Slime: The Wavelength Interview

Purveyors of: Sax-y skronk with a dusting of scuzz. In short, slime music.
File next to: James Chance (in his more pissed-off moments), Ornette Coleman (in his more sloppy moments), No Neck Blues Band (in general)
Playing: WL 653, Friday March 27 at Ratio

Neil Rankin is a man about town in the truest sense of a bad cliché. Whether he’s slinging drinks, food, or tunes (Google him for a taste of all three), Neil lives by the spirit of robustness and reinvention, having performed with and/or appeared as a wide range of musical outfits: Gay, Foxfire, White Suede, New Positions, etc. Neil also co-founded Feast in the East, a sleeper success story that will soon be in its fourth year, having brought both killer bands and tasty vittles to some of the lesser lauded areas east of the Don Valley Parkway. Neil’s latest project is Slime, a deeply personal endeavor where Neil excises his new found sax(ophone) addiction on-stage, oozing attitude and clatter in equal parts. Wavelength contributor Cam Gordon caught up with Neil recently to see how he “gets his Slime on” and to ask a few long-winded questions about saxophones, food and YouTube.

Describe Slime in one sentence.

The slipperiest, skronkiest, filthiest, yet somehow still, sexiest show in town.

When Gay split, did you consciously focus on playing music that was completely different from your former band?

Over the years I’ve played with several different bands with their toes in various styles/genres, so doing what I’m doing with Slime now wasn’t a conscious decision or a reaction to where I was previously.

When did you come up with the basics that became the live version of Slime?

Slime evolved from a desire I’d had for a long time to play the saxophone and now I don’t really know how else I would play solo. Piano and guitar have never really come as naturally to me and playing solo bass is only good if you’re a highly skilled player. The best part of playing free sax is that you don’t even have to be that good! At least that’s how I’ve been approaching it… as for the when of it, I was doing some droney stuff under the name New Positions and then one day added sax to it all. Eventually New Positions expanded into a duo (with my pal Jude from HSY) and I felt I still needed a solo outlet. Thus, Slime was born!

How far back do your noise roots go? When did you first discover this kind of music?

Pinpointing exactly how far back my noise roots go is rather difficult, but I can give a couple of examples of when I was deeply affected by music that was far beyond what I was used to hearing. Listening to Boredoms as a kid (with a slight musical theatre background no less) is one very distinct moment. That really blew me away. A few years later, I found myself at a show that my friend, roommate and co-promoter Tad Michalak (although we were none of those things to one another at that point) was running at the Smiling Buddha.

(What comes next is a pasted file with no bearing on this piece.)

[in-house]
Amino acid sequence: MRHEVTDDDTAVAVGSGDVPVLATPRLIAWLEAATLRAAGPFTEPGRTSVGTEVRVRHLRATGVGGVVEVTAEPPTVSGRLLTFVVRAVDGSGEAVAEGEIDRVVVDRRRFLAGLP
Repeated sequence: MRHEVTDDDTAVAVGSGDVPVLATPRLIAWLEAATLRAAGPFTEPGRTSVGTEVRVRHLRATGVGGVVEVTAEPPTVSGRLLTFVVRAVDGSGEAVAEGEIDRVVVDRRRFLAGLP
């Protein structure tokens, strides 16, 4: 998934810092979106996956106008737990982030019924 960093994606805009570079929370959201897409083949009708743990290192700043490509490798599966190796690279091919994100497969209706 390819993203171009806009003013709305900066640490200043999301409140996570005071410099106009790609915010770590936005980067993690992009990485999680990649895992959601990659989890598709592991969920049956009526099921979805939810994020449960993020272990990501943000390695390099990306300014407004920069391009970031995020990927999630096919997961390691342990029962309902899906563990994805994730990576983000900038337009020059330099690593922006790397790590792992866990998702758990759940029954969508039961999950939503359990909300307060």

What was it about that gig in particular that clicked for you?

It was VERY abrasive. I think Knurl was playing and I can’t recall the rest of the acts, but I do remember that was the point where I discovered that a) I was really into this chaos and found it strangely soothing b) I thought “Hey! I can do that to some capacity!” and c) I should ALWAYS wear ear plugs.

What is the backstory of you and the saxophone? Were you a band kind in high school or was this something you picked up later in life?

Despite my longing and desire to play saxophone from a young age, I didn’t actually put my lips on one until a few years ago, so no, not a band kid in high school.

Where did you get your sax from?

The actual physical sax that I’m blowin’ on these days is on a sort of permanent loan from my good buddy Tom Avis (who played drums in Gay). He played sax in high school and it was just sitting in our practice space so one day I got brave and assembled it and started playing. It wasn’t until actually watching a few other real saxophonists play that I realized that I’d been holding it all wrong. I guess there’s something to be said for lessons!

Do you ever watch YouTube videos to pick-up on sax techniques or approaches? Anybody you’re particularly fond of?

Although I’ve not watched any videos to learn online, I do try to watch people when they’re playing live to pick up on what they’re doing. Locally, I really enjoy watching Colin Fisher, Brodie West, Karen Ng, and Dennis P (I don’t know his full last name, that’s just how he’s listed online). And generally, I’ve become a big fan of guys like Albert Ayler, Pharaoh Sanders, and Ornette Coleman. Ya know, all the heavies.

Switching gears, Feast in the East is on the verge of its fourth anniversary, which is both impressive and insane. Any surprises (you can share) in store for the anniversary show? Is the meal served going to be extra special, extra tasty?

Yeah I know. It’s NUTS! Hard to believe actually, especially considering that we only intended it to be a one-off show. Then, we just kinda kept going. Now, we’re here four years later and we’re still chugging along. If I told y’all the surprise, then it wouldn’t be a surprise now would it? That’s just me covering for the fact that we’re still working out all the details…but! I can assure you that it’s going to be A LOT OF FUN!

In closing, what do you typically eat and/or drink before shows?

Depending on the show I’ll usually just grab a slice or something quick, or nothing at all if I’m running late. Gay had a great tradition of having a nice sit-down, fancy “big boy” dinner before every show but on my own, I’m much less disciplined. A beer and a visit from “Uncle Jameson” are frequently all I’ll consume before playing… or if I’m on super late, then I’ll be several dad pops in. That’s when it gets REAL greasy.

— Interview by Cam Gordon (Completely Ignored)

Photo credit: Morgan Yew